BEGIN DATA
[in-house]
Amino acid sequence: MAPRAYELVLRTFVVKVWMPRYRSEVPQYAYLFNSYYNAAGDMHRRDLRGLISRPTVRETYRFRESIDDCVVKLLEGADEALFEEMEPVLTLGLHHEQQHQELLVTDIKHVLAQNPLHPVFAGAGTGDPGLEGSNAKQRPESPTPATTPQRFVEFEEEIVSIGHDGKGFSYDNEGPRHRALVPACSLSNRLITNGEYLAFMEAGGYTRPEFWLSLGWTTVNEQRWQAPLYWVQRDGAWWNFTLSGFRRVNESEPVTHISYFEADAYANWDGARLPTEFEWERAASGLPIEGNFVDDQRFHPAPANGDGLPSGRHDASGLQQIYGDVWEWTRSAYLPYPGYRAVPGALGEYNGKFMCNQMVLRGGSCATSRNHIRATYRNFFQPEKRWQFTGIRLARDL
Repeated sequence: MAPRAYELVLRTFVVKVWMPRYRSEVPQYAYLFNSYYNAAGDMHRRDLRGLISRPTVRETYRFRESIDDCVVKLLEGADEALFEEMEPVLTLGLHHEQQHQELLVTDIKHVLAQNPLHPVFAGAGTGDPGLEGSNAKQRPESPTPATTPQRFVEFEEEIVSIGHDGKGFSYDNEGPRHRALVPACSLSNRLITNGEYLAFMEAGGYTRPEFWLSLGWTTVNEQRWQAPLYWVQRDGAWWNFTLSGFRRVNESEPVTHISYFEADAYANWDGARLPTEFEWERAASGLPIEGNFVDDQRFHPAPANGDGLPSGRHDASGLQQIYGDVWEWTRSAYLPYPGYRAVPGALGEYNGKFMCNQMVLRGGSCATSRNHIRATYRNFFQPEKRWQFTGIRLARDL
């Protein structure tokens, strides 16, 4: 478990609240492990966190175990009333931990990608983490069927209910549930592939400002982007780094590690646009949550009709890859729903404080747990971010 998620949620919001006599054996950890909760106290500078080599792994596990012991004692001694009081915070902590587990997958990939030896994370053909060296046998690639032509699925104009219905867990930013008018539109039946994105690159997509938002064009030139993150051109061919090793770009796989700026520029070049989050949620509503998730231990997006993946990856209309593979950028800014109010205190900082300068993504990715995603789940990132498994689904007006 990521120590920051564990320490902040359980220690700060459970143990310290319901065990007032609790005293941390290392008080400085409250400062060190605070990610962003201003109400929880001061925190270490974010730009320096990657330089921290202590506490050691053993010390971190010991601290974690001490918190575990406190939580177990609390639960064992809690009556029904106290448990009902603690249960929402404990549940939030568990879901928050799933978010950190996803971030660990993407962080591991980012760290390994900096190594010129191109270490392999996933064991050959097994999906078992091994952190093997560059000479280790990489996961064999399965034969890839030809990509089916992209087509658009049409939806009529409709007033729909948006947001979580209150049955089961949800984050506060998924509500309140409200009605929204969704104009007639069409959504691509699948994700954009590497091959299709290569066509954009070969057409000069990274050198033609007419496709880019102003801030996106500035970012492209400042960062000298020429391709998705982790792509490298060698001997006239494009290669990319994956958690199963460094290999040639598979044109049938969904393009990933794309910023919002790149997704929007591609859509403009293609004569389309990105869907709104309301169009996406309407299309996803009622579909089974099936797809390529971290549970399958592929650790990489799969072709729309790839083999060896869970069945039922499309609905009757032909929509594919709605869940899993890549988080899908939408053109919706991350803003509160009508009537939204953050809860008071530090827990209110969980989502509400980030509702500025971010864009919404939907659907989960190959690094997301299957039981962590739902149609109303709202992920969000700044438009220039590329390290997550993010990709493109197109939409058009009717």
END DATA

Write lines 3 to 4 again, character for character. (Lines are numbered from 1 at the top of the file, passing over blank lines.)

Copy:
Repeated sequence: MAPRAYELVLRTFVVKVWMPRYRSEVPQYAYLFNSYYNAAGDMHRRDLRGLISRPTVRETYRFRESIDDCVVKLLEGADEALFEEMEPVLTLGLHHEQQHQELLVTDIKHVLAQNPLHPVFAGAGTGDPGLEGSNAKQRPESPTPATTPQRFVEFEEEIVSIGHDGKGFSYDNEGPRHRALVPACSLSNRLITNGEYLAFMEAGGYTRPEFWLSLGWTTVNEQRWQAPLYWVQRDGAWWNFTLSGFRRVNESEPVTHISYFEADAYANWDGARLPTEFEWERAASGLPIEGNFVDDQRFHPAPANGDGLPSGRHDASGLQQIYGDVWEWTRSAYLPYPGYRAVPGALGEYNGKFMCNQMVLRGGSCATSRNHIRATYRNFFQPEKRWQFTGIRLARDL
């Protein structure tokens, strides 16, 4: 478990609240492990966190175990009333931990990608983490069927209910549930592939400002982007780094590690646009949550009709890859729903404080747990971010 998620949620919001006599054996950890909760106290500078080599792994596990012991004692001694009081915070902590587990997958990939030896994370053909060296046998690639032509699925104009219905867990930013008018539109039946994105690159997509938002064009030139993150051109061919090793770009796989700026520029070049989050949620509503998730231990997006993946990856209309593979950028800014109010205190900082300068993504990715995603789940990132498994689904007006 990521120590920051564990320490902040359980220690700060459970143990310290319901065990007032609790005293941390290392008080400085409250400062060190605070990610962003201003109400929880001061925190270490974010730009320096990657330089921290202590506490050691053993010390971190010991601290974690001490918190575990406190939580177990609390639960064992809690009556029904106290448990009902603690249960929402404990549940939030568990879901928050799933978010950190996803971030660990993407962080591991980012760290390994900096190594010129191109270490392999996933064991050959097994999906078992091994952190093997560059000479280790990489996961064999399965034969890839030809990509089916992209087509658009049409939806009529409709007033729909948006947001979580209150049955089961949800984050506060998924509500309140409200009605929204969704104009007639069409959504691509699948994700954009590497091959299709290569066509954009070969057409000069990274050198033609007419496709880019102003801030996106500035970012492209400042960062000298020429391709998705982790792509490298060698001997006239494009290669990319994956958690199963460094290999040639598979044109049938969904393009990933794309910023919002790149997704929007591609859509403009293609004569389309990105869907709104309301169009996406309407299309996803009622579909089974099936797809390529971290549970399958592929650790990489799969072709729309790839083999060896869970069945039922499309609905009757032909929509594919709605869940899993890549988080899908939408053109919706991350803003509160009508009537939204953050809860008071530090827990209110969980989502509400980030509702500025971010864009919404939907659907989960190959690094997301299957039981962590739902149609109303709202992920969000700044438009220039590329390290997550993010990709493109197109939409058009009717």